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  • Black Diamond - AvaLung II - Black

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  • Black Diamond - AvaLung II - Black

Black Diamond AvaLung II

$129.95

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    • Black, S/M
      $129.95
    4.5556

    56 Reviews

    Details

    Breathe easy in the backcountry.

    The Black Diamond AvaLung II is one of the most important developments in avalanche safety since the avalanche beacon. It should be a part of every backcountry traveler's tools. Use it in conjunction with a shovel, probe, transceiver, and experienced and capable companions to increase your chances of survival should you be caught in an avalanche. The Black Diamond AvaLung is designed for backcountry powder skiing & snowboarding, alpinism, and snowmobiling. The AvaLung is a simple filtration device which draws air directly from the snow pack. Even dense avalanche debris consists of approximately 50% air. The AvaLung membrane increases the surface area from which you breathe, making it possible to pull this air from the snow. You breathe in and out through the tube. The patented system within the AvaLung separates the O2 from the exhaled CO2, which is directed away from the air intake and out the back of the vest to diffuse through the snow pack. At the on snow demo last season, we watched them bury a guy in the snow for over an hour. When they dug him up, he was a little cold but otherwise fine (they even tested the CO2 levels in his blood). While we think that the AvaLung is a great innovation, we recognize that it does have its shortcomings. While tumbling in a slide, you might well lose your bite on the mouthpiece--or you may not even have had a chance to bite it. However, we feel that this device can increase your chances of survival. It's another great tool in your quiver. Get the Avalung II size that corresponds with your T-shirt size. They are highly adjustable.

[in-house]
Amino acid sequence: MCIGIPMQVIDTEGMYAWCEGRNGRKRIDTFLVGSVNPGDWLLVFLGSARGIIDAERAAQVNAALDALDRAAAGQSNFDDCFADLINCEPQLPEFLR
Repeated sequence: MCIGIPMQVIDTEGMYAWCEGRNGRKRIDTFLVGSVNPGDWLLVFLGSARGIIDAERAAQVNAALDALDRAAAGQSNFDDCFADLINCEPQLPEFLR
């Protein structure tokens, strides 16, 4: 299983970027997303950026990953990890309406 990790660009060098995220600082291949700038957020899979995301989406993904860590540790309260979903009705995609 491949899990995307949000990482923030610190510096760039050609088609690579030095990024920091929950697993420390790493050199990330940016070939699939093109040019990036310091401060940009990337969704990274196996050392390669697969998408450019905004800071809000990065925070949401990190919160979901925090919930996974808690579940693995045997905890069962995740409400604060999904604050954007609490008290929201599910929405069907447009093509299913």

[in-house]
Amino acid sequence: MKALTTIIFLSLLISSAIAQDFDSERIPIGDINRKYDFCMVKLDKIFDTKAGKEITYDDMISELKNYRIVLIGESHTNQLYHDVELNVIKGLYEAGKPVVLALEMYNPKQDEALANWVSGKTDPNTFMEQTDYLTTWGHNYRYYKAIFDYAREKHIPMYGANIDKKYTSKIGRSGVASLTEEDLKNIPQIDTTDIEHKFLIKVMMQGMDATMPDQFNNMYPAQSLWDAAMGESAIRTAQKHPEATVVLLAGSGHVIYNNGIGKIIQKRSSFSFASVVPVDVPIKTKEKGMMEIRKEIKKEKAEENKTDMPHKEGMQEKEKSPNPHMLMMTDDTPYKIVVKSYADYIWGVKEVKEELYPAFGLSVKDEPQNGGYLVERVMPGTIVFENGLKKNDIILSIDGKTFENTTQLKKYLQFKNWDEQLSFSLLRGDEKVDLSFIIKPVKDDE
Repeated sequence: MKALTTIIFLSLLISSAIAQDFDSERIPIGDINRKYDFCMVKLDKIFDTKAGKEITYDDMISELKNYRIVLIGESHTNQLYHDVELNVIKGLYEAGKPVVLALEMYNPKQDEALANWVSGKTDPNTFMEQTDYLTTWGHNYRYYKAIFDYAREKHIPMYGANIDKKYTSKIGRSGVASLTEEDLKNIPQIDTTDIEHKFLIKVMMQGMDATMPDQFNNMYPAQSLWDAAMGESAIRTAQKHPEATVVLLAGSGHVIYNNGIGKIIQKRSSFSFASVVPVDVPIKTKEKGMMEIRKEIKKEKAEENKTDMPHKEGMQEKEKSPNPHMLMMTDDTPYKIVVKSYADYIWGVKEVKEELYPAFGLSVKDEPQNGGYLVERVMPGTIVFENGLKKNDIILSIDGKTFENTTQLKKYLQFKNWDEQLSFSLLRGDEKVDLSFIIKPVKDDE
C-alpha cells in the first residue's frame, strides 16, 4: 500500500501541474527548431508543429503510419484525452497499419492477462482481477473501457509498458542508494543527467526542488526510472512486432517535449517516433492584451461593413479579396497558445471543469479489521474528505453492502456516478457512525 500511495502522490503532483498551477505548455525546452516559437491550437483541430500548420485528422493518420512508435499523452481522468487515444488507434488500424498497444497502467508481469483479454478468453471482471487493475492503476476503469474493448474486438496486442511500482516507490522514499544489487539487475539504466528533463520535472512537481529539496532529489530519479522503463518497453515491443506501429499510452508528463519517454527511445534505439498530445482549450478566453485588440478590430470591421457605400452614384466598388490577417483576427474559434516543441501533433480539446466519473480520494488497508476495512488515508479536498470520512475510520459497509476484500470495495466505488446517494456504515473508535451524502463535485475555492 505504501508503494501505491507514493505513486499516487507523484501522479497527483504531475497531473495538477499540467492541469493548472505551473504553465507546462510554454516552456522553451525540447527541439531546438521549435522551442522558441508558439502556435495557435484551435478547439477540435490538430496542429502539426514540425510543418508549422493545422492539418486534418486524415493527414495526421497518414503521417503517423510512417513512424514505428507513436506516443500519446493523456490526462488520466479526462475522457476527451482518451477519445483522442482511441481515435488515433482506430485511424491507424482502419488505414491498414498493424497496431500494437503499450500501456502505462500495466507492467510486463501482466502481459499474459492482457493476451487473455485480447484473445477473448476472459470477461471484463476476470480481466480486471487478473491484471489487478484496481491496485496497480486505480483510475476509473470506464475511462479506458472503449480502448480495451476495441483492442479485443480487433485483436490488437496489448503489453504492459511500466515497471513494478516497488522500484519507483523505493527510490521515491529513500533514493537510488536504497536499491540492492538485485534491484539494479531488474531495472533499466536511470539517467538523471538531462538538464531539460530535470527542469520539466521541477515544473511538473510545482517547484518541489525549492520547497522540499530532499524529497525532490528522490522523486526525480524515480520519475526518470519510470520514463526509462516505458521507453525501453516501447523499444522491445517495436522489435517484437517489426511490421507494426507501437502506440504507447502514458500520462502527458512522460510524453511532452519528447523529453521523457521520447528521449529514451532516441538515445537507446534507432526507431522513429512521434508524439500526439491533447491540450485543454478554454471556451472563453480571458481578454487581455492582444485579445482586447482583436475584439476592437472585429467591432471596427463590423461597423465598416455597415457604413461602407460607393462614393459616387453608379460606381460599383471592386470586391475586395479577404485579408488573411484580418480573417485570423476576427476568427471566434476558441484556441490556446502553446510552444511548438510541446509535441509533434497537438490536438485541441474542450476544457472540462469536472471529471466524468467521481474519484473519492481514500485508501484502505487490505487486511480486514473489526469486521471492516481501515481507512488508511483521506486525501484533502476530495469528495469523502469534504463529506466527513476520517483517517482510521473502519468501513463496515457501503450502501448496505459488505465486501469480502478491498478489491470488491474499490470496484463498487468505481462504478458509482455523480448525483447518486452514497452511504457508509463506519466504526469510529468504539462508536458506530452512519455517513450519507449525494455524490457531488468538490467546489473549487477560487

• Item #BLD0233

    Tech Specs

    Material
    nylon, plastic
    Contents
    AvaLung
    Claimed Weight
    9.3 oz
    Recommended Use
    backcountry touring
    Manufacturer Warranty